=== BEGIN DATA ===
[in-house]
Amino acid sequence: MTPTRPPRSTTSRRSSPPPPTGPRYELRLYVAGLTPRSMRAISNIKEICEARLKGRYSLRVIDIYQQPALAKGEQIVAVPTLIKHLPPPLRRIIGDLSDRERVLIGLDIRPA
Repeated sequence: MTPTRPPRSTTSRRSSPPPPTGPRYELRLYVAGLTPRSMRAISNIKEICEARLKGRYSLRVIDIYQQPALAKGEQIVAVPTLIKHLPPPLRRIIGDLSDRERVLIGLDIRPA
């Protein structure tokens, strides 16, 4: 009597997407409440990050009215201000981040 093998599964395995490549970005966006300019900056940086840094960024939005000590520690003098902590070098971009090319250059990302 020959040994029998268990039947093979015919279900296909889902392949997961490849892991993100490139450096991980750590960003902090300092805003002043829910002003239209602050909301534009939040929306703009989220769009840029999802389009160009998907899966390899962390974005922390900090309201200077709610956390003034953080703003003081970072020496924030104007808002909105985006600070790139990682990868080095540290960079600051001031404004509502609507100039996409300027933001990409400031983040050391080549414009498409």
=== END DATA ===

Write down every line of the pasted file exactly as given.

[in-house]
Amino acid sequence: MTPTRPPRSTTSRRSSPPPPTGPRYELRLYVAGLTPRSMRAISNIKEICEARLKGRYSLRVIDIYQQPALAKGEQIVAVPTLIKHLPPPLRRIIGDLSDRERVLIGLDIRPA
Repeated sequence: MTPTRPPRSTTSRRSSPPPPTGPRYELRLYVAGLTPRSMRAISNIKEICEARLKGRYSLRVIDIYQQPALAKGEQIVAVPTLIKHLPPPLRRIIGDLSDRERVLIGLDIRPA
């Protein structure tokens, strides 16, 4: 009597997407409440990050009215201000981040 093998599964395995490549970005966006300019900056940086840094960024939005000590520690003098902590070098971009090319250059990302 020959040994029998268990039947093979015919279900296909889902392949997961490849892991993100490139450096991980750590960003902090300092805003002043829910002003239209602050909301534009939040929306703009989220769009840029999802389009160009998907899966390899962390974005922390900090309201200077709610956390003034953080703003003081970072020496924030104007808002909105985006600070790139990682990868080095540290960079600051001031404004509502609507100039996409300027933001990409400031983040050391080549414009498409």